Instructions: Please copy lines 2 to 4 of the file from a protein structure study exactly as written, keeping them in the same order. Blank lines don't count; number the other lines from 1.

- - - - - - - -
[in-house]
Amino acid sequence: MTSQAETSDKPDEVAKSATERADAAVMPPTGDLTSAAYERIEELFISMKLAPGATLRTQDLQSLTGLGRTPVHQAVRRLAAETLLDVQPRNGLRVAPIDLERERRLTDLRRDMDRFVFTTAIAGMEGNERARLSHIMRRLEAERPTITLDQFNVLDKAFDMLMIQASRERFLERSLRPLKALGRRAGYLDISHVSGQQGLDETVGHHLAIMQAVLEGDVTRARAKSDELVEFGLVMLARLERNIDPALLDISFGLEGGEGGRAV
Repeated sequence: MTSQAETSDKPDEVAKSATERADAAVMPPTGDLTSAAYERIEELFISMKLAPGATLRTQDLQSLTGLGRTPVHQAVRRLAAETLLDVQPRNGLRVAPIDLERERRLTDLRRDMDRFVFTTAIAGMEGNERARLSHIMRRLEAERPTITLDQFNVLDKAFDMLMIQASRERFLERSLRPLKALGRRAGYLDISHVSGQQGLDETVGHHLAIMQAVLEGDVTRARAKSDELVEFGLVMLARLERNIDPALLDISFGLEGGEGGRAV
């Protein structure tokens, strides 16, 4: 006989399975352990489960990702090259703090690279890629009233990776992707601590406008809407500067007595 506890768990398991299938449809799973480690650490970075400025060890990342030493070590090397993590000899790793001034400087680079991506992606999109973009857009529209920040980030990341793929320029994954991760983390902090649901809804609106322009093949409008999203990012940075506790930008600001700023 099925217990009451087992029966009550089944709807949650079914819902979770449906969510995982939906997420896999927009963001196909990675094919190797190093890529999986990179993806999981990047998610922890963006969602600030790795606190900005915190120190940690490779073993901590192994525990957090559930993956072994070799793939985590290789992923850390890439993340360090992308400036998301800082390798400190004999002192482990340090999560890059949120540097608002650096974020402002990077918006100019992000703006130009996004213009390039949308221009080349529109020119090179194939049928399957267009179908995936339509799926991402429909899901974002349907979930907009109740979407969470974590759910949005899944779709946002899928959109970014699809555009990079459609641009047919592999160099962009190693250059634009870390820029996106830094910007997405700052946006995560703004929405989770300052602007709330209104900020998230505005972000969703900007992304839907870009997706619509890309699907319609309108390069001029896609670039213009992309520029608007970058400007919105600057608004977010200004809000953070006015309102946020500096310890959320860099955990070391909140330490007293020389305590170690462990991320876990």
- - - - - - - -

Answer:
Amino acid sequence: MTSQAETSDKPDEVAKSATERADAAVMPPTGDLTSAAYERIEELFISMKLAPGATLRTQDLQSLTGLGRTPVHQAVRRLAAETLLDVQPRNGLRVAPIDLERERRLTDLRRDMDRFVFTTAIAGMEGNERARLSHIMRRLEAERPTITLDQFNVLDKAFDMLMIQASRERFLERSLRPLKALGRRAGYLDISHVSGQQGLDETVGHHLAIMQAVLEGDVTRARAKSDELVEFGLVMLARLERNIDPALLDISFGLEGGEGGRAV
Repeated sequence: MTSQAETSDKPDEVAKSATERADAAVMPPTGDLTSAAYERIEELFISMKLAPGATLRTQDLQSLTGLGRTPVHQAVRRLAAETLLDVQPRNGLRVAPIDLERERRLTDLRRDMDRFVFTTAIAGMEGNERARLSHIMRRLEAERPTITLDQFNVLDKAFDMLMIQASRERFLERSLRPLKALGRRAGYLDISHVSGQQGLDETVGHHLAIMQAVLEGDVTRARAKSDELVEFGLVMLARLERNIDPALLDISFGLEGGEGGRAV
């Protein structure tokens, strides 16, 4: 006989399975352990489960990702090259703090690279890629009233990776992707601590406008809407500067007595 506890768990398991299938449809799973480690650490970075400025060890990342030493070590090397993590000899790793001034400087680079991506992606999109973009857009529209920040980030990341793929320029994954991760983390902090649901809804609106322009093949409008999203990012940075506790930008600001700023 099925217990009451087992029966009550089944709807949650079914819902979770449906969510995982939906997420896999927009963001196909990675094919190797190093890529999986990179993806999981990047998610922890963006969602600030790795606190900005915190120190940690490779073993901590192994525990957090559930993956072994070799793939985590290789992923850390890439993340360090992308400036998301800082390798400190004999002192482990340090999560890059949120540097608002650096974020402002990077918006100019992000703006130009996004213009390039949308221009080349529109020119090179194939049928399957267009179908995936339509799926991402429909899901974002349907979930907009109740979407969470974590759910949005899944779709946002899928959109970014699809555009990079459609641009047919592999160099962009190693250059634009870390820029996106830094910007997405700052946006995560703004929405989770300052602007709330209104900020998230505005972000969703900007992304839907870009997706619509890309699907319609309108390069001029896609670039213009992309520029608007970058400007919105600057608004977010200004809000953070006015309102946020500096310890959320860099955990070391909140330490007293020389305590170690462990991320876990």